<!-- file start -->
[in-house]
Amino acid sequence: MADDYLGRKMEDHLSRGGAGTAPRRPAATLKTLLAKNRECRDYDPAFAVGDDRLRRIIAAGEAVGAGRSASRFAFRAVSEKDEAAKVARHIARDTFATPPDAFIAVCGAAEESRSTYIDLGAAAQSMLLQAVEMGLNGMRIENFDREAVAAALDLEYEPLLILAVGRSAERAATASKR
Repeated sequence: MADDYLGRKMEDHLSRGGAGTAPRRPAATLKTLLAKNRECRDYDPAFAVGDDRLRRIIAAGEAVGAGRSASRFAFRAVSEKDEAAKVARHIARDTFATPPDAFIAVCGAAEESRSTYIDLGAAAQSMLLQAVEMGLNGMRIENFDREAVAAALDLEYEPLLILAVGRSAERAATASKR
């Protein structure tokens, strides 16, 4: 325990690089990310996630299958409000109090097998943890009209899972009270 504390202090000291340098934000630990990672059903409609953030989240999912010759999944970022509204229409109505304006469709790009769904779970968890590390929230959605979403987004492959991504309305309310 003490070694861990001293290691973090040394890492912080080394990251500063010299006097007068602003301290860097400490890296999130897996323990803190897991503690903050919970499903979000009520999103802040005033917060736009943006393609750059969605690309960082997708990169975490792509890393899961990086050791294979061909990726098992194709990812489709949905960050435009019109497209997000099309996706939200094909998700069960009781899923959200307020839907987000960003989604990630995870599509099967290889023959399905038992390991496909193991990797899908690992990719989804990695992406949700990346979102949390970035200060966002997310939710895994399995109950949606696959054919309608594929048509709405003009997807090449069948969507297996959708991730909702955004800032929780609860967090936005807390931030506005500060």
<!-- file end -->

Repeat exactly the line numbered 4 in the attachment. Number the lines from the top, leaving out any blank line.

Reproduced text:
């Protein structure tokens, strides 16, 4: 325990690089990310996630299958409000109090097998943890009209899972009270 504390202090000291340098934000630990990672059903409609953030989240999912010759999944970022509204229409109505304006469709790009769904779970968890590390929230959605979403987004492959991504309305309310 003490070694861990001293290691973090040394890492912080080394990251500063010299006097007068602003301290860097400490890296999130897996323990803190897991503690903050919970499903979000009520999103802040005033917060736009943006393609750059969605690309960082997708990169975490792509890393899961990086050791294979061909990726098992194709990812489709949905960050435009019109497209997000099309996706939200094909998700069960009781899923959200307020839907987000960003989604990630995870599509099967290889023959399905038992390991496909193991990797899908690992990719989804990695992406949700990346979102949390970035200060966002997310939710895994399995109950949606696959054919309608594929048509709405003009997807090449069948969507297996959708991730909702955004800032929780609860967090936005807390931030506005500060």